The public vacuum created by a muted government and pedantic Shell has been filled with volumes of new information about how the Wild Coast ocean ecological system works as an auditory wonderworld and how devastating and piercing the blasts will be behaviourally disruptive to murderous for the smallest coral to 38 species of cetaceans — whales and dolphins — but also turtles, reef fish, every last molecule in the system.
It is not unsurprising that the biology lecture has had such a captivated audience.
For many South Africans, from Xhosa-speaking subsistence farmers, to cottage owners, holidaymakers and adventurers, there are deep bonds with Wild Coast wilderness.
Rows over who gets what from the ocean have started to settle say some hoteliers as the sustainability of the hotels, guest cottages, East Cape Parks and Tourism reserves, community lodges and the entire kaleidoscope of Wild Coast culture melds.
Xhosa working men still go to the mines, and this too is where resistance stems, with thousands of ill, retrenched or retired miners returning to former Transkei and struggle to get their benefits.
In Pondoland where the Amadiba people led by the Amadiba Crisis Committee won a battle against Australian miners and Mantashe recently reverberated around the world.
This will be a battle of the coastline vs the profit waistline of shareholders and Mantashe.
This is no tiny, isolated band of warrior subsistence farmers grouped around the red sands of Xolobeni, this is a national and international upwelling which has placed the SA government in a most damning position.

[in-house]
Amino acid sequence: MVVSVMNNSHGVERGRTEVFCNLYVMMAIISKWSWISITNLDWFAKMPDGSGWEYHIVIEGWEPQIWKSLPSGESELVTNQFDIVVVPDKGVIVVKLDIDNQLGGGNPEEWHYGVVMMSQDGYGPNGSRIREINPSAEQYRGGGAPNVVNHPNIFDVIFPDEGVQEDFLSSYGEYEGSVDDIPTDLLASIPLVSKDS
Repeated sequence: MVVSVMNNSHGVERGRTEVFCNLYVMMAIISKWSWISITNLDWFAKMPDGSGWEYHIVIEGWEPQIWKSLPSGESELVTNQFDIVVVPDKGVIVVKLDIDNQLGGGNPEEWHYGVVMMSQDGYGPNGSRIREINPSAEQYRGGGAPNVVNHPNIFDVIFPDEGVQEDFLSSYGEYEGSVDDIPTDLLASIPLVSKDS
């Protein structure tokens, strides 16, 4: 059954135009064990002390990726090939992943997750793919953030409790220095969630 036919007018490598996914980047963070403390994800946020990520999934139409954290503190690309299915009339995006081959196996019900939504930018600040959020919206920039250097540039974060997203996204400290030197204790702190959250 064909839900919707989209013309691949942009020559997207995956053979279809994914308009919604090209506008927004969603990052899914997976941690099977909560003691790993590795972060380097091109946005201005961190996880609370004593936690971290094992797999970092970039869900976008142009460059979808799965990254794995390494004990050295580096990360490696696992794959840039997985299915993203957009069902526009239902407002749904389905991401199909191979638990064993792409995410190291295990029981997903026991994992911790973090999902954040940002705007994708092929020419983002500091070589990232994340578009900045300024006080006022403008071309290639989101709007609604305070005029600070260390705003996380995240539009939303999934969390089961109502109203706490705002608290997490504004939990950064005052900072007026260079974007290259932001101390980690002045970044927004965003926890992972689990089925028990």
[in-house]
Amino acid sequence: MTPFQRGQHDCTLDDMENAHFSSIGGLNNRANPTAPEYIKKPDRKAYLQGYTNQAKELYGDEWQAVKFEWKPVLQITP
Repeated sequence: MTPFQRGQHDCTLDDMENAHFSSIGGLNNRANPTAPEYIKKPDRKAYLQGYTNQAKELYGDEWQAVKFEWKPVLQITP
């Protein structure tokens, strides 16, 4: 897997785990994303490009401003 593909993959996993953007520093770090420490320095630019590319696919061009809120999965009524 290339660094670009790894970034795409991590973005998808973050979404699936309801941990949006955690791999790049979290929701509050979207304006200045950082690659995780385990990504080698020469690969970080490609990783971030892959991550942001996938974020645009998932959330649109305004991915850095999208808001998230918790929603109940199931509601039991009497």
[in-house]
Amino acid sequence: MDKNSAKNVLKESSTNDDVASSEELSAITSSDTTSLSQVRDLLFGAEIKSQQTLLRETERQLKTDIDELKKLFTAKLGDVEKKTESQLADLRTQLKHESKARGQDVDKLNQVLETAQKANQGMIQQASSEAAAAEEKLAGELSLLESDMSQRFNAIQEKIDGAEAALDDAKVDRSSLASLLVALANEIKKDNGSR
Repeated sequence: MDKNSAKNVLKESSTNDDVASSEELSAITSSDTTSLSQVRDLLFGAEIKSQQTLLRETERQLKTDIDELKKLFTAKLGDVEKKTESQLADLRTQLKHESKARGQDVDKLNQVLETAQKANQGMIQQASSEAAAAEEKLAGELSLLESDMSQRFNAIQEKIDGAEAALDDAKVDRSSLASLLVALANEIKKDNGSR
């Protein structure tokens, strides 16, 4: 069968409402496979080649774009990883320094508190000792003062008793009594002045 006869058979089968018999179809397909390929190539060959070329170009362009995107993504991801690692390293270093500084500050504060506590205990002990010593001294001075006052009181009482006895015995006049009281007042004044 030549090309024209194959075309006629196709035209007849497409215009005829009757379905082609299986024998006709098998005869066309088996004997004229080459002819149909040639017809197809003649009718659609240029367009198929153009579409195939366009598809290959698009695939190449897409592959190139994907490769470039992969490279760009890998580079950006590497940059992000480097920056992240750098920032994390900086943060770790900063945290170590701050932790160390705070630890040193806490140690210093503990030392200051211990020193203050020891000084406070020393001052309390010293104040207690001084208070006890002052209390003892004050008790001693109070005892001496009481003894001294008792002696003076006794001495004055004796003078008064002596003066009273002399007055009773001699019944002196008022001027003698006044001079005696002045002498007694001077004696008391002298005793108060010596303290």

A 454-page tome of a PhD thesis handed to Rhodes University by Eastern Cape’s Dr Div de Villiers this month, interviews with 100 Wild Coast traditional leaders, and 100 old black and white foresters and game rangers, revealed a deep understanding of how the Wild Coast’s land-ocean ecology intersects and needs to be conserved and protected, as it has been for hundreds of years.
De Villiers, director of environmental law enforcement in the department of economic development, environmental affairs and tourism, has handed the government brilliant baseline body of research which shows the way forward to an ecological economy where traditional nguni herds, food and market gardening and farming, and coastal tourism and food collection can exist and must be assisted through state development.
But while Mantashe continues to defy President Cyril Ramaphosa’s demand for renewable, less harmful energy for SA, it seems that the Wild Coast has become a cauldron of immediate-past plundering vs an organic, people-built softer future where people look to government to get on with promoting the authentic green economy, starting with the cannabis farms and beneficiation projects.
This is a natural fit for millions of people in the former Transkei and those who have found tranquillity in ancestral rural homesteads and on the coast.
People know that when mining and heavy industry arrives, these tenets of ancient culture come under attack.